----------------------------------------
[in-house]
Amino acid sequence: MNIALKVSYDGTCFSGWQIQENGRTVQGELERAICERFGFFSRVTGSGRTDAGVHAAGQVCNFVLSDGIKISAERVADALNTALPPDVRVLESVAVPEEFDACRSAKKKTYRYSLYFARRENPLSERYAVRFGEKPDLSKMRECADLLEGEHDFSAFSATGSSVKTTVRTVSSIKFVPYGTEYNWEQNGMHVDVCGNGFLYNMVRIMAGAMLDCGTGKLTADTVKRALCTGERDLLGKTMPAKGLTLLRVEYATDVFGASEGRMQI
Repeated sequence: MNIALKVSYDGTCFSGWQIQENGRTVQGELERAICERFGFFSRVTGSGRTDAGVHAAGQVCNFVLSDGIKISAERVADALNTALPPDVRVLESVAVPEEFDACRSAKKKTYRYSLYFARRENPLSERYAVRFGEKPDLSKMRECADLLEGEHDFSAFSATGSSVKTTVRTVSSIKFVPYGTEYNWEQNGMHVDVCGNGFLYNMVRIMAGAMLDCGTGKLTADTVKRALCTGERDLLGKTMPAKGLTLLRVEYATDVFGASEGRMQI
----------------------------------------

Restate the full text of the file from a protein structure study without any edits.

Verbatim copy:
[in-house]
Amino acid sequence: MNIALKVSYDGTCFSGWQIQENGRTVQGELERAICERFGFFSRVTGSGRTDAGVHAAGQVCNFVLSDGIKISAERVADALNTALPPDVRVLESVAVPEEFDACRSAKKKTYRYSLYFARRENPLSERYAVRFGEKPDLSKMRECADLLEGEHDFSAFSATGSSVKTTVRTVSSIKFVPYGTEYNWEQNGMHVDVCGNGFLYNMVRIMAGAMLDCGTGKLTADTVKRALCTGERDLLGKTMPAKGLTLLRVEYATDVFGASEGRMQI
Repeated sequence: MNIALKVSYDGTCFSGWQIQENGRTVQGELERAICERFGFFSRVTGSGRTDAGVHAAGQVCNFVLSDGIKISAERVADALNTALPPDVRVLESVAVPEEFDACRSAKKKTYRYSLYFARRENPLSERYAVRFGEKPDLSKMRECADLLEGEHDFSAFSATGSSVKTTVRTVSSIKFVPYGTEYNWEQNGMHVDVCGNGFLYNMVRIMAGAMLDCGTGKLTADTVKRALCTGERDLLGKTMPAKGLTLLRVEYATDVFGASEGRMQI